Thankfully some city workers stopped by this morning to steam open the frozen drain and we no longer have beach front property.  We do still have plenty of snow – and ice.

Last week we also got to celebrate St Patrick’s Day – one of my favourite events.  I’m not Irish, I think for me the appeal of St Patrick’s Day is really the promise of spring. Rainbows and green things and magic.

I didn’t make an all green lunch as I have in the past.  The children do seem to think that it is fun but they simply will not eat artificial green food. I do miss not having ‘rainbow bread’.

Sandwiches with rainbow bread were a St Patrick’s Day tradition here until the local bakery upgraded their bread makers and the new machines can’t create the swirl effect.

We recite our favourite poems like ‘Rainbow Colors’ by Sharon MacDonald

“So, wave your arms above you
Cast your colors high
And, try to make a rainbow
Across a cloudy sky”

And dream of grass and green things to come.

Wednesday, March 16, 2011


Our stick bugs have begun laying eggs.

Our original stick bug – Twiggy – had died before ever laying eggs so this is a new experience for all of us.  Each new question the children come up with results in a trip to Google to find out.  I am definitely not a stick bug expert so I don’t know the answers either.

I’m amazed by the amount of stick insect info on the net and especially astounded by the number of youtube videos of hatching insects!  This has been an incredible learning experience for all of us.

The first important fact we’ve discovered is that it will be many months before they begin to hatch and some could take years.  This is a calming fact for me since my first reaction was mild panic as I envisioned a sudden stick bug population explosion.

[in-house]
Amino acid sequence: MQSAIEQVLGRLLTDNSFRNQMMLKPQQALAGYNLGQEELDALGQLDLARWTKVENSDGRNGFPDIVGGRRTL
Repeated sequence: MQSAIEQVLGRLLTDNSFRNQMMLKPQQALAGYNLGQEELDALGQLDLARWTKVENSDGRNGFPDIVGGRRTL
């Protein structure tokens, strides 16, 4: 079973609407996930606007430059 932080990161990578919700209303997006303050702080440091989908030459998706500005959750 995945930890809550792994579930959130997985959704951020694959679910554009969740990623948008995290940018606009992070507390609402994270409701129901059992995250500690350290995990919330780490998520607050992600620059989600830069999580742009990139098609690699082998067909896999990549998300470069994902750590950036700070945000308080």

The children however may loose interest quickly which is why I consider the internet to be such an important learning tool.  In true emergent curriculum fashion we can find the answers to our questions when the children are actively engaged in the activity instead of waiting for a trip to the library or a scheduled “insect theme” week.

So now the dilemma for me is what to do to keep the children engaged in learning with the ‘event’ so far away.  I could just wait, let the initial interest die off and them reignite it in a few months when (and if) hatching begins.

I could also guide the children towards another similar topic – but what?  The answer to that came from the five year old who asked ‘Why aren’t they white?”  After a brief discussion I discovered that he knew some eggs could be brown but most were white.  Up until now his only experience with eggs has been with the ones he’s seen in the grocery store or on the farm.

I quickly grabbed my bird book and we checked out the amazing variety of eggs. Now we have a topic.  Eggs.  Oh, the things we can do with eggs….

My mind is spinning with ideas.  It’s time to start an idea web about eggs.  This is emergent curriculum in action.

Saturday, March 12, 2011


Last evening when my teenage son asked if we had any TV shows to watch, I replied “Tons”.   He then questioned how I could measure TV viewing by weight? I told him that was the relative amount of paperwork I could get done in the length of time it would take to watch all the programs I had recorded on the PVR.

In addition to my regular 55 hour work week I also had meetings and other obligations every evening last week so there was no time to keep up with regular bookkeeping chores let alone ‘down time’ to watch TV.  Add to that the fast approaching deadlines for compiling and editing the next childcare resource calendar, income tax preparations and re-licensing my childcare home the paperwork is daunting.